I met my mother-in-law, (whom we all call “mama”) when Bobby was graduating from Dental School at NYU. She and two of his three sisters drove up from North Carolina to be part of the celebration. We all met at Bobby’s NYC apartment early one morning. Mama was the cutest little thing and when she realized Bobby and I were serious she grabbed my waist and said in her stern accent, “you take care of my son.” I loved her ever since.
Mama was raised in Okinawa, Japan on Yoniguni Island. She is the epitome of what Okinawan culture is. She grew up with four sisters and one brother on a farm where they mastered sugar cane farming. As a young girl she fed clams so they would grow pearls. She survived the atomic bombings of Hiroshima & Nagasaki and later on fell in love with an American soldier that was stationed in Japan around 1965. She eventually moved to the states with him and they went on to have four children.
Part of her culture is expressing herself through Okinawan Kenji Kai dancing. She still dances today. It’s one of the things I find most beautiful about her. She is so proud of who she is and I am so proud my children are 25% Okinawan. She still resides in the home where all of her kids grew up and I find it to be so impressive that her town has such strong Okinawan community. She has so many sweet friends and at times they get together for some traditional dancing.
It was such an honor to have her and her friends dance at our wedding. For many years people talked about our wedding and how all the Japanese dancers weren’t to be believed. It was truly beautiful and it felt like we had our own personal Broadway production.
This month I was able to honor my Okinawan mother-in-law and immerse my children in their Japanese heritage at the 10th annual Cherry Blossom Festival at the Japanese Friendship Garden located in Balboa Park in San Diego. We love teaching our children about who they are and where they come from. It’s definitely a highlight for me as a parent. With me being 100% Italian and my husband being half Japanese and German, our kids get to experience it all as far as culture is concerned.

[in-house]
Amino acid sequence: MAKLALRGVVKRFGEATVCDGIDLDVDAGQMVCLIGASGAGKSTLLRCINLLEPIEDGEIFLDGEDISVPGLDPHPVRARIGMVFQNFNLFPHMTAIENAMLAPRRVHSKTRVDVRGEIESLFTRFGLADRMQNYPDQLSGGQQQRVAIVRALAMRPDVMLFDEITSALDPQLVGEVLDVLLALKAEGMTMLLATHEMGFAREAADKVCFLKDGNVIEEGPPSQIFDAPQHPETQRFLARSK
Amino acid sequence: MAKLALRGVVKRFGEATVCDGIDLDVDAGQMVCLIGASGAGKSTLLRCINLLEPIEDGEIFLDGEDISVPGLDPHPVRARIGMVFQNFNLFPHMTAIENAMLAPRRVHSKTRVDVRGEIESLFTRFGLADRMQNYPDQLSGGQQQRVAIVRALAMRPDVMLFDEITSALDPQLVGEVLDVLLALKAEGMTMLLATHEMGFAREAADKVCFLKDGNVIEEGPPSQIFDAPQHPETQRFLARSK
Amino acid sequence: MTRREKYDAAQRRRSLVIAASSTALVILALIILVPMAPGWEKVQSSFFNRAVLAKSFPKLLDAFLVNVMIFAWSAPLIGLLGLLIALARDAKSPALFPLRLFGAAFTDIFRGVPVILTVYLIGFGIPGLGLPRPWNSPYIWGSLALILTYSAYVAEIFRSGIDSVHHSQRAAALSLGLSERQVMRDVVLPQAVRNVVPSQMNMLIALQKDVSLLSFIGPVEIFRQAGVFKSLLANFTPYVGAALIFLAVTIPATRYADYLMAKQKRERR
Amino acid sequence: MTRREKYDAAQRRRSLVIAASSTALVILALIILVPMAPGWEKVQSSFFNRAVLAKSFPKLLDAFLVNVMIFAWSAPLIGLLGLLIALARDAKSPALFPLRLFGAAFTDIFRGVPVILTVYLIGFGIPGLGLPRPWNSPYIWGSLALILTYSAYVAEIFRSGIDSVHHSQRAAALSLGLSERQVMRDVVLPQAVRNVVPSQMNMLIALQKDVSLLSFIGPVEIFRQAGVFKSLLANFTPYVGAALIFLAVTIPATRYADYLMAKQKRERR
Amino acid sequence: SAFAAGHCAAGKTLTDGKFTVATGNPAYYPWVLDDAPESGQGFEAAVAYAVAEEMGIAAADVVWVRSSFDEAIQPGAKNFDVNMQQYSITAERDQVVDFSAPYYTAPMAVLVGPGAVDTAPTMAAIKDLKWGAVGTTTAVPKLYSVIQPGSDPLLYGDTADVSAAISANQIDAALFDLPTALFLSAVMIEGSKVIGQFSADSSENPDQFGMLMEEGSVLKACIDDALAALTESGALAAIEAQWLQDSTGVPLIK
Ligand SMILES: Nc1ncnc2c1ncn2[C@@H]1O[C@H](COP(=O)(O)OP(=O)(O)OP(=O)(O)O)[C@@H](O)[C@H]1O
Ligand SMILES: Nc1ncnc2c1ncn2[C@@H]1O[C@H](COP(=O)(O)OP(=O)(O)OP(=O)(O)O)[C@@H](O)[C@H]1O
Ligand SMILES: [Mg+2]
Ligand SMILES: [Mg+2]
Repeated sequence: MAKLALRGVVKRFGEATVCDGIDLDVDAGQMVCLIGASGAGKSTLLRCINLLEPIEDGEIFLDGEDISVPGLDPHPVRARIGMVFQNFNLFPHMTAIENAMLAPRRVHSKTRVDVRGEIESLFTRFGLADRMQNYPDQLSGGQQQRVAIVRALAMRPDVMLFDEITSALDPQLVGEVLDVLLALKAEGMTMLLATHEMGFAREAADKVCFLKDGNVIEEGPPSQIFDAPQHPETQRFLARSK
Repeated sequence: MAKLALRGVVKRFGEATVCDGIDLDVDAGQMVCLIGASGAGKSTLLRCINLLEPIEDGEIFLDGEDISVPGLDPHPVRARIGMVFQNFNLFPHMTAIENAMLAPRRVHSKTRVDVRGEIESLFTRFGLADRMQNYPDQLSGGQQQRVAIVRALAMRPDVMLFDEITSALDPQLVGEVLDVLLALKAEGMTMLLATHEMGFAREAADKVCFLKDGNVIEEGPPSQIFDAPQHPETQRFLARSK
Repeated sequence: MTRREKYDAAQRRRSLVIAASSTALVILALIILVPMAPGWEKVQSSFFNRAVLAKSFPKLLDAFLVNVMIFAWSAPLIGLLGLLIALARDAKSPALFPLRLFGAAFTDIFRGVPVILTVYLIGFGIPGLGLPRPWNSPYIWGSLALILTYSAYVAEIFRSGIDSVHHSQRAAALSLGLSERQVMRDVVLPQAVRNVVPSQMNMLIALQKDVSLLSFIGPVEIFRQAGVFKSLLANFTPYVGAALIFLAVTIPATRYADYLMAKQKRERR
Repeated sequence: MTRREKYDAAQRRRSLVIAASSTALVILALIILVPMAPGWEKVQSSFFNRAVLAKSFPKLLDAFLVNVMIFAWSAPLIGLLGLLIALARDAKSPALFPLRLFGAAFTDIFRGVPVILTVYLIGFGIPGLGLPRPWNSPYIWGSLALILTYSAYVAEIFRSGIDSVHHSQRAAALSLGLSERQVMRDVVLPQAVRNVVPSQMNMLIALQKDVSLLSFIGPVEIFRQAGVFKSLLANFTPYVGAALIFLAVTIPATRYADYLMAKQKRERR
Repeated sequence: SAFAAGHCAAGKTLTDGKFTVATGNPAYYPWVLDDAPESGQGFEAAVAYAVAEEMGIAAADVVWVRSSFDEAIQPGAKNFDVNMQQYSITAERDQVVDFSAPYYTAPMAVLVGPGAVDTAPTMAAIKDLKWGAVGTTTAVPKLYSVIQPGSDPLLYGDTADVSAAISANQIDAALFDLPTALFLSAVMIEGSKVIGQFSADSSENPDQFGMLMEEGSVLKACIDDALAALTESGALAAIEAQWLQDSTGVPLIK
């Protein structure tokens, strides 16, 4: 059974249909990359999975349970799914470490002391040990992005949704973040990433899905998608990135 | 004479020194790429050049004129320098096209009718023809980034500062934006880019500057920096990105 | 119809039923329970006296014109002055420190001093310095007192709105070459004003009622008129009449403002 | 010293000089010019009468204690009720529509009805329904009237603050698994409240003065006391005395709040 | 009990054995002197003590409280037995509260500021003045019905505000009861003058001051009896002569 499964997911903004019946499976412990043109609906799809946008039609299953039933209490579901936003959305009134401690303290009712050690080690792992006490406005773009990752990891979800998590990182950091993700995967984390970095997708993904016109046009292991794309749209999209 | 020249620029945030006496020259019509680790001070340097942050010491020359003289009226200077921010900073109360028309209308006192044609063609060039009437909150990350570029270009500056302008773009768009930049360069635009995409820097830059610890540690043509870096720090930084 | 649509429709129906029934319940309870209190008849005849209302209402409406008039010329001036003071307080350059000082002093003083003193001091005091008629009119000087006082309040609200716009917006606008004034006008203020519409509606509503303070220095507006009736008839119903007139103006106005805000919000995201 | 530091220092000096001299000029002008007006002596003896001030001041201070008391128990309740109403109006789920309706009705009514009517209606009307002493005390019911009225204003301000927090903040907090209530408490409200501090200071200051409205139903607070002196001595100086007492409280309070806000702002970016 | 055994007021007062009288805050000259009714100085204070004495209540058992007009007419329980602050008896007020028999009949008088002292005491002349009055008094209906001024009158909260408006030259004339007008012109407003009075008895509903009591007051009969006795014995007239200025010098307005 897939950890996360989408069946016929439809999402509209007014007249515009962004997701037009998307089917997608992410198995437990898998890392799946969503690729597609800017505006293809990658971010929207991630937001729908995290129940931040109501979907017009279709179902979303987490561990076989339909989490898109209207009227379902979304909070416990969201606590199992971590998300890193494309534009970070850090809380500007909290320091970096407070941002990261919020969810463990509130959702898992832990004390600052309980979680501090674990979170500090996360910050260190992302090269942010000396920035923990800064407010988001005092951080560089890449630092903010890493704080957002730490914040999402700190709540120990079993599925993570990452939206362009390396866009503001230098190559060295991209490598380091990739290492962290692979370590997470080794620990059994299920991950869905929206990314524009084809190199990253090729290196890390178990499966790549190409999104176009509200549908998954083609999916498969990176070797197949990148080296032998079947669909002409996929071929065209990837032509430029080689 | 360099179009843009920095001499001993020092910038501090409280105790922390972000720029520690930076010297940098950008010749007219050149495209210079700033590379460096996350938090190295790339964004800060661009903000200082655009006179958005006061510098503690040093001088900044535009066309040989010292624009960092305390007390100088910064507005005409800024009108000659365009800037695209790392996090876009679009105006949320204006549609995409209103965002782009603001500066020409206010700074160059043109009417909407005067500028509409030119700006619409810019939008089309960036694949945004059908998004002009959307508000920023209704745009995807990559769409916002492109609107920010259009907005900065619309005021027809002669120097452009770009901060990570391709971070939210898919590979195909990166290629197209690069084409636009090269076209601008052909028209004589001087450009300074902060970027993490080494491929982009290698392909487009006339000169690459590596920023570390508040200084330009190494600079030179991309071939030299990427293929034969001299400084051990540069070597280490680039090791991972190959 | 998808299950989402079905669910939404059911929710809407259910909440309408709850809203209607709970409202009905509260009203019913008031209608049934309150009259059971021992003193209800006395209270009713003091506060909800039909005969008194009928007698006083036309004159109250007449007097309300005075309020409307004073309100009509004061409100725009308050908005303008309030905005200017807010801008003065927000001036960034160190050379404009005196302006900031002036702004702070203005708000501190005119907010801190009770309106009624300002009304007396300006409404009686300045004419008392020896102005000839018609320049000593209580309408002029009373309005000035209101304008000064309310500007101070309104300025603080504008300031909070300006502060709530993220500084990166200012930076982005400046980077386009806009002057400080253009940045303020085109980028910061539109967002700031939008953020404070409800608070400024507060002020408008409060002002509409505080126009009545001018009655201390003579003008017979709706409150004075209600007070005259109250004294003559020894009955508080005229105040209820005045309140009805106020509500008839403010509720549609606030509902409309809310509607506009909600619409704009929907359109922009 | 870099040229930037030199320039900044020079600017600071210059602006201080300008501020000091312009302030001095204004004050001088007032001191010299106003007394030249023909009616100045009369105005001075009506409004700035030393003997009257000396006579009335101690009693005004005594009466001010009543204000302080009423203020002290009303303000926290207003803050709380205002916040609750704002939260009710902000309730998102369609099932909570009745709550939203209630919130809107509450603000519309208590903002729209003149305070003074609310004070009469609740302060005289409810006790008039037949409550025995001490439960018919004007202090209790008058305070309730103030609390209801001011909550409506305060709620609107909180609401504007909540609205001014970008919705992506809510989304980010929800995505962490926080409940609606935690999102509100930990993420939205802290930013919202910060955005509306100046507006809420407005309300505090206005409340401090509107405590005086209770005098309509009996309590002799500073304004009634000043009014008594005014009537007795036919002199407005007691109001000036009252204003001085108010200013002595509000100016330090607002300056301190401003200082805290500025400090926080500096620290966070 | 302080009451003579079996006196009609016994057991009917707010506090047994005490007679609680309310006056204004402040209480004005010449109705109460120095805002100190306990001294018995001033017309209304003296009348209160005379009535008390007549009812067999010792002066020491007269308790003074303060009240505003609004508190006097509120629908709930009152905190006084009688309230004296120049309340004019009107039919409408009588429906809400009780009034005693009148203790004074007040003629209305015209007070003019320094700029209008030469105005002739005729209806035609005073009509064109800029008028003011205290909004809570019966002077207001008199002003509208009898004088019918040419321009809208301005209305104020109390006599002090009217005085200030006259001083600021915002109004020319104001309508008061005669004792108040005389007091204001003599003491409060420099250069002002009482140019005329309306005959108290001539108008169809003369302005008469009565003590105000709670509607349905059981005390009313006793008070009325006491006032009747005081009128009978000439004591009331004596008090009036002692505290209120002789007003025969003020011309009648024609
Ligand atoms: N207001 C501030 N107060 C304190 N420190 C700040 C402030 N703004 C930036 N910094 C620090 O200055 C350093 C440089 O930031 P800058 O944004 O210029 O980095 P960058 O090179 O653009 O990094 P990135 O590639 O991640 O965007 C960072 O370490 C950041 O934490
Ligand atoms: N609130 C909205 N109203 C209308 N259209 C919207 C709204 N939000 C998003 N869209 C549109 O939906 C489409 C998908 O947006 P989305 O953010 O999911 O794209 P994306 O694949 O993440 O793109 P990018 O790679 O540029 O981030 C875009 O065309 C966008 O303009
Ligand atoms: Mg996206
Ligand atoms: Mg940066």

What I love about San Diego is how it has so much to expose the children to. It has over 100 plus museums, plenty of theaters, The Del Mar Race Track, World Class Resorts, every major sports, concert venues every weekend, boating life, a pristine coastline with a plethora of beaches to choose from, and an amazing downtown. It has all of this with most days being 75 degrees with no humidity and my favorite, no mosquitos. I guess that’s why they call it America’s Finest City.
Cherry Blossoms have been very symbolic in the Japanese culture for many centuries. They have often been associated with mortality because the transience of the blossoms that go from extreme beauty to quick death. For this reason they have been richly symbolic and can be seen in Japanese art, anime musical performances and film. You could also see these blossoms on kimonos and other japanese consumer goods.
Our children loved honoring their grandmother and enjoyed the Japanese food, arts and crafts at the Cherry Blossom Festival. They particularly loved the Pocky stand, which is thin bread sticks dipped in chocolate. Definitely delicious! The kids grabbed their pocky sticks and enjoyed climbing over the rocks at the numerous koi ponds.
It’s a wonderful thing having multi-cultural children where you get to celebrate the best of all the cultures. I am glad we live in a city that recognizes so many and celebrates it all.
How do you celebrate your culture/s? I would love to hear from you.